Sarge: Thanks! BTW, enjoyed the recent breaking down of the top NBA players, draft round by draft round.

    SML: Well-written. Yeah, these business plans that bank on us honest citizens working our tails off for the glory of Entrontechium.netcom are junk. The Internet cuts through a lot of ageist junk that limits us in real life. I posted that video of the kid on Wednesday who knows fantasy football and Super Bowl history. Who's to say he couldn't be just as eloquent talking about the NFL as me?

  4. MC, I agree with you on the hiring dynamics... and I'm a good example of it.

    I graduated in '04 with a journalism degree and pretty much spent my life in the college newsroom. Despite several internships and pretty good references, though, the best I was able to do was either a part-time reporting position at a relatively large daily newspaper or an even lower-paying full-time position at a smaller daily.

    Long story short: After two years covering crime, politics and other hard news, I went back to school for a master's degree and got heavily into blogging while in school. I don't know where it will all lead, but I'm betting there will be just as many Web jobs as reporter spots available for me in a few months. I don't think the biz is shrinking anymore... just that it's changing. For those under 30, it's the quickest way up.

    Red Sox Monster

  5. Your point about losing friendships due to moving around the country is spot-on. I had loads of friends when I lived in Kansas. I especially had a core group of three good friends from college who I could really count on. Now only one of them lives in Kansas. Another lives in Denver, another in Chicago, and me way,way out in Virginia.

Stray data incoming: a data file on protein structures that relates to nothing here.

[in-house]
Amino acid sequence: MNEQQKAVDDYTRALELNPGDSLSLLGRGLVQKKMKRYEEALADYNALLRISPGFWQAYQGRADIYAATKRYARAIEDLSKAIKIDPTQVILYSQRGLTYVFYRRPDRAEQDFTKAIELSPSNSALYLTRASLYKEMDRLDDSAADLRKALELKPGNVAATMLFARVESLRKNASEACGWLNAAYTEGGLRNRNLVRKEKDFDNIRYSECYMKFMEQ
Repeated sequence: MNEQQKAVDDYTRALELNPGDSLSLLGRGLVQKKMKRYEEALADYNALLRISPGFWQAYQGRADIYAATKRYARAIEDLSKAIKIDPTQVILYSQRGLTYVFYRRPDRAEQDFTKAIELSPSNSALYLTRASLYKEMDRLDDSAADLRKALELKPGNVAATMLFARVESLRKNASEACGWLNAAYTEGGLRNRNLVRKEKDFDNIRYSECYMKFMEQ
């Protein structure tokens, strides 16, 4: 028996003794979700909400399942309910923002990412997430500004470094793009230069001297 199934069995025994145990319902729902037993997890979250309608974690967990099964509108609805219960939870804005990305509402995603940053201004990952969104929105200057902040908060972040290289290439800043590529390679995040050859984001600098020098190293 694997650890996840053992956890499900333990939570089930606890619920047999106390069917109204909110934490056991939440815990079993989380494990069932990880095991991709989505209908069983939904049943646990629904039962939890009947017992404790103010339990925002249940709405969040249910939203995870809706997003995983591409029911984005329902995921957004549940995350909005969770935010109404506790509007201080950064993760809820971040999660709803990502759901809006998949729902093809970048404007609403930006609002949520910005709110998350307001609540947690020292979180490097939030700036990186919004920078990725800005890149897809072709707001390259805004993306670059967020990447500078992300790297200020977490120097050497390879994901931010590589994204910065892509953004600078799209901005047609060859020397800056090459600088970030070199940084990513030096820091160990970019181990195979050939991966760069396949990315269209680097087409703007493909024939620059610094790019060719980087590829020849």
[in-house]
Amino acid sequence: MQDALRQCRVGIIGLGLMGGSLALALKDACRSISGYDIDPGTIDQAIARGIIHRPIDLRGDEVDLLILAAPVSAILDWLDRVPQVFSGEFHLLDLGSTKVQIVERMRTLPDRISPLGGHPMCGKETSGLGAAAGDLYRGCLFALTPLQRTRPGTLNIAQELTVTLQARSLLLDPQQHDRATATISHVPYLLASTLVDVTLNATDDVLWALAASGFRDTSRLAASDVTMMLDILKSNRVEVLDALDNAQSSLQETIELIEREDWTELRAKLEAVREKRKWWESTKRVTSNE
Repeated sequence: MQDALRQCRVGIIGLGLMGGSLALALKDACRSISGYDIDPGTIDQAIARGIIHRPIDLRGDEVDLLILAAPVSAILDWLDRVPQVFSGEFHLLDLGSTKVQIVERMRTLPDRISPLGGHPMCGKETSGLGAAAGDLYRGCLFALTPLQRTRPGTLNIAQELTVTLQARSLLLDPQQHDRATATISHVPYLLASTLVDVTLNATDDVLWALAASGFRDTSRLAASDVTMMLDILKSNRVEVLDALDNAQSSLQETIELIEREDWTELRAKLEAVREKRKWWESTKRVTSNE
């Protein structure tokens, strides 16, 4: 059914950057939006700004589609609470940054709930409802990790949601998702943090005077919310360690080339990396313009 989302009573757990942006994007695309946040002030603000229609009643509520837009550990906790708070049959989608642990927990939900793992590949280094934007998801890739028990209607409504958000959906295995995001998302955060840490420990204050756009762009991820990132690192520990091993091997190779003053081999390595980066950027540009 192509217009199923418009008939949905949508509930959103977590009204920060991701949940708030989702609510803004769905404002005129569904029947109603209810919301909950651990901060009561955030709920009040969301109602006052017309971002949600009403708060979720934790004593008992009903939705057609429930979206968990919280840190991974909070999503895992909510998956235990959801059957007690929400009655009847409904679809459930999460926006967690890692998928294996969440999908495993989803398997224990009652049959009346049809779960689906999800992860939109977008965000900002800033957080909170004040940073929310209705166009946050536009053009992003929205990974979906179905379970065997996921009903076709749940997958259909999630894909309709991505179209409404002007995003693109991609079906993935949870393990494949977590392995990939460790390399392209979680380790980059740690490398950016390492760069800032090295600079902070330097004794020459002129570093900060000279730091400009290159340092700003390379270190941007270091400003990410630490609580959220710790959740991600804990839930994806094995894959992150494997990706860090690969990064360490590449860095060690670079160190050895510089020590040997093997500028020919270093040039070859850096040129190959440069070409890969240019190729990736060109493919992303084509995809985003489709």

I have acquaintances that I enjoy spending time with here, but those once-in-a-lifetime friendships have gone by the boards for the most part. We just aren't in proximity enough to really play a role in one-another's lives.

  6. To complete my hastily submitted thought: that's part of why I enjoy blogging. I get to know people who have the same interests and can have good (typewritten) conversations with them. It somewhat takes the place of what I'm missing out on.

  7. MC, this column was valuable as between you and SML, you guys are probably in the midst of a book on the nature, history, and future of blogging

  8. Hey MC,

    Just finally got around to reading this. Amazingly, I had read the article in New York Magazine when it had come out, and I have to agree with your sentiments wholeheartedly. We are all looking for outlets. Blogging is quite simple, really. In the past, people would pick up instruments (some still do, but it's easier and more cost-effective to write), some people wrote poetry and attempted to submit it.

    Now, everyone with an opinion and a creative streak can join the internet writing revolution. I hesitate to use the word journalism, but I know why something like this exists. And you sir, hit the nail on the head... and described it quite eloquently. Excellent work, your blog is now officially must read.

    (Jehovah's Witness Protection Program)
    The Love of Sports